An object pulled up by a plow in a field and used to prop open an office door has now been identified by archaeologists as an extremely rare and valuable Bronze Age ceremonial dagger, known as a dirk, one of only six found in the whole of Europe.
According to a news report in Norfolk Eastern Daily Press, the artifact was first dug up more than a decade ago by a landowner in East Rudham, Norfolk, but not realizing its significance, he used the relic as a door stop. It even came close to being tossed in the garbage.
The dirk weighs 4 pounds (1.9 kilograms) and is made from bronze, consisting of nine-tenths copper (most likely from Wales), and one-tenth tin (believed to be from Cornwall). The dagger had been deliberately bent when it was made, indicating that it was never intended to be used as a weapon but rather had a ceremonial role. Straightened out, it would be about 2 feet (68 centimeters) long.
Only five other Bronze Age dirks have been found in Europe, including the well-known Oxborough Dirk, found in 1988 and now on display in the British Museum.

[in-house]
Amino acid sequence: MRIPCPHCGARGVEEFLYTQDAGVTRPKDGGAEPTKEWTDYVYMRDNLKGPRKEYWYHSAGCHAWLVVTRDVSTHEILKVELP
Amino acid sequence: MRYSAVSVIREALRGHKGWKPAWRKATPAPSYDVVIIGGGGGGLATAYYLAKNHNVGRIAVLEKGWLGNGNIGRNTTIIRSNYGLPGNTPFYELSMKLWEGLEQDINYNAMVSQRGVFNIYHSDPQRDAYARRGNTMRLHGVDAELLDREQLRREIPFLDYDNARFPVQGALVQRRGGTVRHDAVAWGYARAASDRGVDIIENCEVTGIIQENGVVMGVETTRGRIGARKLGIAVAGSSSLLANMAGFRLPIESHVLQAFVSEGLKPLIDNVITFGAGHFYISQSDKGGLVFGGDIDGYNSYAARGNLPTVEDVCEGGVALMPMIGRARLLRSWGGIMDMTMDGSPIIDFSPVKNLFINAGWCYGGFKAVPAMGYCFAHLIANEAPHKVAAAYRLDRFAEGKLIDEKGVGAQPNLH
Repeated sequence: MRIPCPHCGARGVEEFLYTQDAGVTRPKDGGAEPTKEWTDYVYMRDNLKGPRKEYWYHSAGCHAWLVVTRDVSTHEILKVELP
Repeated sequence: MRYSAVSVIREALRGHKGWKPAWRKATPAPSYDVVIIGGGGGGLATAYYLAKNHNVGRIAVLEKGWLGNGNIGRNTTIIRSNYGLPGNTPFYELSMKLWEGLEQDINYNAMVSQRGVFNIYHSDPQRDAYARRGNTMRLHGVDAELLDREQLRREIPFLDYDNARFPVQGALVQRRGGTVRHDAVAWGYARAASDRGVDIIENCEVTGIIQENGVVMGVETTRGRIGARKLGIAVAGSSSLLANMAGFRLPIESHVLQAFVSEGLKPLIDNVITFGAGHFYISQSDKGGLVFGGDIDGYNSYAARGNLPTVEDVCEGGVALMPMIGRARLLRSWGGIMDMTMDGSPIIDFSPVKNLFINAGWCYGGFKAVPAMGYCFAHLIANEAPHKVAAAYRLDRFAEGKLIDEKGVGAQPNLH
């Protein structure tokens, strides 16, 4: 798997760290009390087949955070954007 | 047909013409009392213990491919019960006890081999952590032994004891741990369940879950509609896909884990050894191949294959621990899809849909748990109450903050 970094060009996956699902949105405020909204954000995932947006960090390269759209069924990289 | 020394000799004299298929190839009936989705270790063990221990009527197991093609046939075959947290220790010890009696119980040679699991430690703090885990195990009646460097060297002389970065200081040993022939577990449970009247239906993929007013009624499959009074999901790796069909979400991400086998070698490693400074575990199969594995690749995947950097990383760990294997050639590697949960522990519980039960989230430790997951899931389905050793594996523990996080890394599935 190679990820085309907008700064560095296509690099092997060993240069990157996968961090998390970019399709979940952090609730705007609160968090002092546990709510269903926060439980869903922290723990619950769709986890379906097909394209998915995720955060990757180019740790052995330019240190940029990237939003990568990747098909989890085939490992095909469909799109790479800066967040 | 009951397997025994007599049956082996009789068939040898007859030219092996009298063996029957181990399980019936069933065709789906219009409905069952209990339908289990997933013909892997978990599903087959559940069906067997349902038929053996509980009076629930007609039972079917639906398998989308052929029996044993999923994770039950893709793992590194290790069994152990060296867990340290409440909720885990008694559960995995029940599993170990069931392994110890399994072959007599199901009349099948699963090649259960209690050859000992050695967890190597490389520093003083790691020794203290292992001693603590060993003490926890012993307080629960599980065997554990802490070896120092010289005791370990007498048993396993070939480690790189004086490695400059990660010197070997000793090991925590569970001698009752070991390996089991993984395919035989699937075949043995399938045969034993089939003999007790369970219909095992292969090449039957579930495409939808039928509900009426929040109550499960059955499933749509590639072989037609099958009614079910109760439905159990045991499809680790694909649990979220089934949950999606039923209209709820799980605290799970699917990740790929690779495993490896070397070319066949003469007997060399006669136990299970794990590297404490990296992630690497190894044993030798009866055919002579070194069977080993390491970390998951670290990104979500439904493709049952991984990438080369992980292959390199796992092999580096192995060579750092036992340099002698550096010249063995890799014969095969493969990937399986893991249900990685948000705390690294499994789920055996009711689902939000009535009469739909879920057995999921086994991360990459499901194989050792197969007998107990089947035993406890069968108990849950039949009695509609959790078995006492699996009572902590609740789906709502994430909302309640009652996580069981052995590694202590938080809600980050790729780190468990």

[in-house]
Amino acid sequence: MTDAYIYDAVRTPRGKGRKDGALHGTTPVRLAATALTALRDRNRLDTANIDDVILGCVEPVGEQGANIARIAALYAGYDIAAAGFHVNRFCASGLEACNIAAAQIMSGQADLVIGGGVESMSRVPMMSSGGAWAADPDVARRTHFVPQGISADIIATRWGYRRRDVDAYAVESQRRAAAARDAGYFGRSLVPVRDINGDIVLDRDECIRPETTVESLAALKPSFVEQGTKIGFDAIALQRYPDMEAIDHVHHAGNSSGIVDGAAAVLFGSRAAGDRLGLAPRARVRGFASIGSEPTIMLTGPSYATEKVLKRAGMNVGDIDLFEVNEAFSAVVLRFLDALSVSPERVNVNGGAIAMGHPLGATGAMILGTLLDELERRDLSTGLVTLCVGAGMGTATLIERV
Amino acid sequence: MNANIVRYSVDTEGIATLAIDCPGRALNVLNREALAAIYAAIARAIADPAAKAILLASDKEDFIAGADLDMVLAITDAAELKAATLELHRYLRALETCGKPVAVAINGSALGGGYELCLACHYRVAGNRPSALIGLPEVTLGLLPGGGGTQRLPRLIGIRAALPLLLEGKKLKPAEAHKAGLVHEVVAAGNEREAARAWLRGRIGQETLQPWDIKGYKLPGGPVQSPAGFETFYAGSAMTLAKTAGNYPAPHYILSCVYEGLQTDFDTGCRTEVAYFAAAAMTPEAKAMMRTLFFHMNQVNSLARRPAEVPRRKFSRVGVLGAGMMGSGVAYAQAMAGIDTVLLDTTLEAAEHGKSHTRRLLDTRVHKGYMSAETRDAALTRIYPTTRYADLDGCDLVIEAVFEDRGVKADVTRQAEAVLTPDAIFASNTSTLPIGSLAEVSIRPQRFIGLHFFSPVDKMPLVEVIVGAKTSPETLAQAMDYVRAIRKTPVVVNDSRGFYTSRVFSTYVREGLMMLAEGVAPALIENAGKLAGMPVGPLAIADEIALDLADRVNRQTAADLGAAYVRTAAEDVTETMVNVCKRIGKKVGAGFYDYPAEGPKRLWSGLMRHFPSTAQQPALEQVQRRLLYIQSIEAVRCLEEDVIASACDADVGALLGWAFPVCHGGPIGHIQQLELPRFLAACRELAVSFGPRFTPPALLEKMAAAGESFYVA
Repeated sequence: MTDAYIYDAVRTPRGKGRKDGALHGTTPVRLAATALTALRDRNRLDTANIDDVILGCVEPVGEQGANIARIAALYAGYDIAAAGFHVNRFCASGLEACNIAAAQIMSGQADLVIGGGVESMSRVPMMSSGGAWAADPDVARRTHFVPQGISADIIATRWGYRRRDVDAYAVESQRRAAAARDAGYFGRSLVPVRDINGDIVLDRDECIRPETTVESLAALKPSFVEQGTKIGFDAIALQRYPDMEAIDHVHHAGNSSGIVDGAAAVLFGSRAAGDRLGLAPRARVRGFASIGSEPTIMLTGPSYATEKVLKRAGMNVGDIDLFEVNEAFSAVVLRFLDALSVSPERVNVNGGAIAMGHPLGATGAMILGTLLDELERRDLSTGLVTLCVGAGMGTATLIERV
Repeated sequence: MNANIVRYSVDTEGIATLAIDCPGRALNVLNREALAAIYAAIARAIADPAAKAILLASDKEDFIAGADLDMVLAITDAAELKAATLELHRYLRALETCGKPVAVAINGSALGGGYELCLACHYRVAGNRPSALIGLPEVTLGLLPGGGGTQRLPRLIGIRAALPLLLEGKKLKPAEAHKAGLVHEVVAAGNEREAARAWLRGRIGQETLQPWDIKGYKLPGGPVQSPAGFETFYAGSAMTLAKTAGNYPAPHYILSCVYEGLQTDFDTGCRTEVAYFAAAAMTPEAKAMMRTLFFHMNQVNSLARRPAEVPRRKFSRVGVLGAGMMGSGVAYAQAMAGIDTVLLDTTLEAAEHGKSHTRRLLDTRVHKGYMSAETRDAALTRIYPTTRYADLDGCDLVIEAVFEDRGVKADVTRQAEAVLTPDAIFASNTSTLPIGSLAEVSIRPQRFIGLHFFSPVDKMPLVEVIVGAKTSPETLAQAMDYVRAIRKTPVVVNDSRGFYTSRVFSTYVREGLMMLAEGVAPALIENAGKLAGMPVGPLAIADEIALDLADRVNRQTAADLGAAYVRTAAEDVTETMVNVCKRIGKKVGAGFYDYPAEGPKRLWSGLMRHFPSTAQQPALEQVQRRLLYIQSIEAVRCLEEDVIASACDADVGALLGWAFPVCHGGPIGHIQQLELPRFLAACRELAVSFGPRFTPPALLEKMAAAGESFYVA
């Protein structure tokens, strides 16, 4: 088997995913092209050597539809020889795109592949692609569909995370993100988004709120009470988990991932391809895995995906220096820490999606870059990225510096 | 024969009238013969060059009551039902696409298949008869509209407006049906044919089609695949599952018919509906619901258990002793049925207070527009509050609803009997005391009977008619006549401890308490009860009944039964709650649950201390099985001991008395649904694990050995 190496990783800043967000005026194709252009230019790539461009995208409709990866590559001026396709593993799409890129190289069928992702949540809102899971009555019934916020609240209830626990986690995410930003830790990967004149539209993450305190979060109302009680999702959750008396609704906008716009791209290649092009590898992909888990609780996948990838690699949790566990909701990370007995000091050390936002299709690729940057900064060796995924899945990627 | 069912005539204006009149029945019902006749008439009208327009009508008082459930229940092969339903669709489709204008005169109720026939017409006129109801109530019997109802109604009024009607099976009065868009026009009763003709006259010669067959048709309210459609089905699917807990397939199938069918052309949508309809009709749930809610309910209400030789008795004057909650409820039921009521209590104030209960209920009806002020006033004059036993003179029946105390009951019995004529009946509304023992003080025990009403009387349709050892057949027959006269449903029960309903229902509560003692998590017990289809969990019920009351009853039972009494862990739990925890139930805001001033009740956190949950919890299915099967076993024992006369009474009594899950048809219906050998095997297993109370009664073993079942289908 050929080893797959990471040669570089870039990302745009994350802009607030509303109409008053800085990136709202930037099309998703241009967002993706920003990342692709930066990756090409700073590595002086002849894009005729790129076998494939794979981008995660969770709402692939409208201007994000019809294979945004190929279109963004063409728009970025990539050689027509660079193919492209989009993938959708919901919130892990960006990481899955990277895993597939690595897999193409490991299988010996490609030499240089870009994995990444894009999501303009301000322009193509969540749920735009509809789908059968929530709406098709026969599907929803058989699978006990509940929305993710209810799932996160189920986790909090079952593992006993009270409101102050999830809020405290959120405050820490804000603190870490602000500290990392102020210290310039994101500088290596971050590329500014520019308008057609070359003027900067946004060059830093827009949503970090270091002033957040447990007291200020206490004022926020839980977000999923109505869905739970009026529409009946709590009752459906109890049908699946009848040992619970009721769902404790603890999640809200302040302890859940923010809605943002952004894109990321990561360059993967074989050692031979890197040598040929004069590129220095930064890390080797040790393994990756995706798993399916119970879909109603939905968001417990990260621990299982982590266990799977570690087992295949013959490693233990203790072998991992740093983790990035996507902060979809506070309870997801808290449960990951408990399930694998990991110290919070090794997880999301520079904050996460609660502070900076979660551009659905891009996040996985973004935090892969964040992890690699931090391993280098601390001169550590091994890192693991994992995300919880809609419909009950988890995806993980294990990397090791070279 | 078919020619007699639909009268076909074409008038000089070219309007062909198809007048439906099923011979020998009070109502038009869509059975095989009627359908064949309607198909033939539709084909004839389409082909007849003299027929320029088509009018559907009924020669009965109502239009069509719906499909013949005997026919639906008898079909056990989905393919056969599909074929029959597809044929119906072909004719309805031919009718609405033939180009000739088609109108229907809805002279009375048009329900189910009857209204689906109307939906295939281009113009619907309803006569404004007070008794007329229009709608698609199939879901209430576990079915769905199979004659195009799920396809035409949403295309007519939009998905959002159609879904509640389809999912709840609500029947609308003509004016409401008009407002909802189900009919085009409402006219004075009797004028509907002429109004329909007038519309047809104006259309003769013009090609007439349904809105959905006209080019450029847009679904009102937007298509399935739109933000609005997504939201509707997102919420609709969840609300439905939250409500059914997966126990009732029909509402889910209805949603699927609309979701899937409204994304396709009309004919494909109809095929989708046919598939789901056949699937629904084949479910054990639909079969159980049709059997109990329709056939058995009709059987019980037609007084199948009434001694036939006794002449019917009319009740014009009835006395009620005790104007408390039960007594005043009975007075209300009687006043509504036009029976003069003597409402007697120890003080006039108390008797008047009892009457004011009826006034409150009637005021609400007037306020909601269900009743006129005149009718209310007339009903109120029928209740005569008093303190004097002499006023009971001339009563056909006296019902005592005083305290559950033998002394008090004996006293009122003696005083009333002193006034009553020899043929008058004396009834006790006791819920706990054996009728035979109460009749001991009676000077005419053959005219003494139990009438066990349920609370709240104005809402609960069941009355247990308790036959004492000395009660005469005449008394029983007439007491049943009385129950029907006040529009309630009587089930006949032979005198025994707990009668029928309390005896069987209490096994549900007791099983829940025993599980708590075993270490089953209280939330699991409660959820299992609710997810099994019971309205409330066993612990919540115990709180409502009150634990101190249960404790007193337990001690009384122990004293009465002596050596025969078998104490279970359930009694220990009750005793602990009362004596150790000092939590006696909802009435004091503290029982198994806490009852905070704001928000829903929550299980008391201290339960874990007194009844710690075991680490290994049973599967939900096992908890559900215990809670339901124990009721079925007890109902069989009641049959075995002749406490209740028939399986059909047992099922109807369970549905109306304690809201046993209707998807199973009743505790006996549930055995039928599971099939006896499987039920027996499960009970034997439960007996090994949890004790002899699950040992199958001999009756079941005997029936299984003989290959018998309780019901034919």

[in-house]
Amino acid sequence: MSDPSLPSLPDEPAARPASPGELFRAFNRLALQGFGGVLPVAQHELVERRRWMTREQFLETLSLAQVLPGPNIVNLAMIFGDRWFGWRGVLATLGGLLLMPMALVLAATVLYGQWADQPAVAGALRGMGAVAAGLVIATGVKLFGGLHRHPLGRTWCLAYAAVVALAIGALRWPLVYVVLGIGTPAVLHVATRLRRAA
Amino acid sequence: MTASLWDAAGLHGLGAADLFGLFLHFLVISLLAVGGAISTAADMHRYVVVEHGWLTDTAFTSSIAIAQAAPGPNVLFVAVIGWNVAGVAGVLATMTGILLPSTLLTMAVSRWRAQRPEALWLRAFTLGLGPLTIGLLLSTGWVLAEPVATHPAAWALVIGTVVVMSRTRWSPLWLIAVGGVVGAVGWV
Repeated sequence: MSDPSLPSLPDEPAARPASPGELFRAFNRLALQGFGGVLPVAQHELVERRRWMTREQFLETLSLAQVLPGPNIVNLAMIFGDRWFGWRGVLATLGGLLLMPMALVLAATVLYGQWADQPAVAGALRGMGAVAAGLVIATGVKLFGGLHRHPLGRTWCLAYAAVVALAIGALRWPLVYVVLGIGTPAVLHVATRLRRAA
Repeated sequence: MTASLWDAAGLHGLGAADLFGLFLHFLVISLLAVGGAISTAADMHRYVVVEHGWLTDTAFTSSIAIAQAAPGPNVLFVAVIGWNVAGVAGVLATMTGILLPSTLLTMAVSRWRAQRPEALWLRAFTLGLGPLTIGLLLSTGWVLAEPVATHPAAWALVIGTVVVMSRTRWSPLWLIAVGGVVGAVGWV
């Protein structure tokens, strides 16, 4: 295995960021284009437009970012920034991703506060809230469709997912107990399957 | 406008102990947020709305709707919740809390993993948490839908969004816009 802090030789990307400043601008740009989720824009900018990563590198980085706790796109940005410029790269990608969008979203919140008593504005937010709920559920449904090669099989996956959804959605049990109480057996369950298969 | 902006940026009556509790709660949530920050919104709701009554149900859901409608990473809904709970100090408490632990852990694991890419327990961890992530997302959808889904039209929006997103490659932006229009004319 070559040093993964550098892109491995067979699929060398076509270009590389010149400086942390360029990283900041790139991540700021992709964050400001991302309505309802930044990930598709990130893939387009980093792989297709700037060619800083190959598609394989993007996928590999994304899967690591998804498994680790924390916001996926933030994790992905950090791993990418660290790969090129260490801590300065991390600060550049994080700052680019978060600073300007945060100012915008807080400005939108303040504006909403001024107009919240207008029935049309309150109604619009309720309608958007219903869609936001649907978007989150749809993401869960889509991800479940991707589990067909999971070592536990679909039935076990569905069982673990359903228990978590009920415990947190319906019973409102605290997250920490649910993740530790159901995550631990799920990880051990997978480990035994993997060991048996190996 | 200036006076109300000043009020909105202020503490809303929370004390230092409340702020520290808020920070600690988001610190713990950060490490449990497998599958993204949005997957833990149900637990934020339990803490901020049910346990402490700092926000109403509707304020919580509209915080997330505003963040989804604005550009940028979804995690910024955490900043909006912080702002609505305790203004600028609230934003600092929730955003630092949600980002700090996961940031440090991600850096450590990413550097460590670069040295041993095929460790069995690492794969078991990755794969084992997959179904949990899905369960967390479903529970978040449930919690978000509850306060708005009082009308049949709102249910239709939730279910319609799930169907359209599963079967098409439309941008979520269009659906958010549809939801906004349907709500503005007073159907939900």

Like the newly-identified Rudham Dirk, the Oxborough Dirk was an accidental find. “A man walking in woods near Oxborough literally stumbled across this dirk in 1988. It had been thrust vertically into soft, peaty ground nearly 3,500 years ago, but erosion had exposed the hilt-plate, which caught his toe,” writes the British Museum.
The Oxborough Dirk was similarly never intended for use as a weapon. “The edges of the blade are very neatly fashioned, but deliberately blunt and no rivet holes were ever provided at the butt for attaching a handle in the customary manner. The dirk was evidently never intended to be functional in any practical way. Instead, it was probably designed for ceremonial use, or as a means of storing wealth,” the British Museum adds.
The four other dirks were found in continental Europe—two from the Netherlands and two from France. All six Bronze Age dirks are so similar in their style and execution, that it is believed they were all made in the same workshop.
The newly identified Rudham Dirk has now been purchased by Norfolk Museum Services for £41,000 ($64,000), and is on display in Norwich Castle Museum. Sophie Cabot, president of the Norfolk and Norwich Archaeological Society, told the Norfolk Eastern Daily Press: “We’re really excited—it would have been a great shame if we’d have lost it.”
Republished with permission. Read the original at Ancient Origins.